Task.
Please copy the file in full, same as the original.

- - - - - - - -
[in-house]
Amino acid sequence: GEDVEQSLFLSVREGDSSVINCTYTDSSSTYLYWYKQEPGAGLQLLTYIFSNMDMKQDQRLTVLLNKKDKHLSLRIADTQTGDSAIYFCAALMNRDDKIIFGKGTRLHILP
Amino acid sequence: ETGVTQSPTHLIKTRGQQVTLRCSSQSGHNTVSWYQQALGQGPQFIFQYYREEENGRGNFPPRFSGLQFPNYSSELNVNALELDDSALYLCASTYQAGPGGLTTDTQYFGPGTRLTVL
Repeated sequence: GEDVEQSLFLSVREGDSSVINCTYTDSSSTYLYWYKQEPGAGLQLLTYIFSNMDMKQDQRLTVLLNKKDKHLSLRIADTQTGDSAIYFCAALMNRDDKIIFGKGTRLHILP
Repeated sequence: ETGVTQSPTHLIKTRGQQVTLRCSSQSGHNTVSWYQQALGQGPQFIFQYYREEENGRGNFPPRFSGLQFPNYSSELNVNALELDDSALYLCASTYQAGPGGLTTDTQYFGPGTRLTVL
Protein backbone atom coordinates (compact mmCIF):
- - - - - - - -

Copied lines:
[in-house]
Amino acid sequence: GEDVEQSLFLSVREGDSSVINCTYTDSSSTYLYWYKQEPGAGLQLLTYIFSNMDMKQDQRLTVLLNKKDKHLSLRIADTQTGDSAIYFCAALMNRDDKIIFGKGTRLHILP
Amino acid sequence: ETGVTQSPTHLIKTRGQQVTLRCSSQSGHNTVSWYQQALGQGPQFIFQYYREEENGRGNFPPRFSGLQFPNYSSELNVNALELDDSALYLCASTYQAGPGGLTTDTQYFGPGTRLTVL
Repeated sequence: GEDVEQSLFLSVREGDSSVINCTYTDSSSTYLYWYKQEPGAGLQLLTYIFSNMDMKQDQRLTVLLNKKDKHLSLRIADTQTGDSAIYFCAALMNRDDKIIFGKGTRLHILP
Repeated sequence: ETGVTQSPTHLIKTRGQQVTLRCSSQSGHNTVSWYQQALGQGPQFIFQYYREEENGRGNFPPRFSGLQFPNYSSELNVNALELDDSALYLCASTYQAGPGGLTTDTQYFGPGTRLTVL
Protein backbone atom coordinates (compact mmCIF):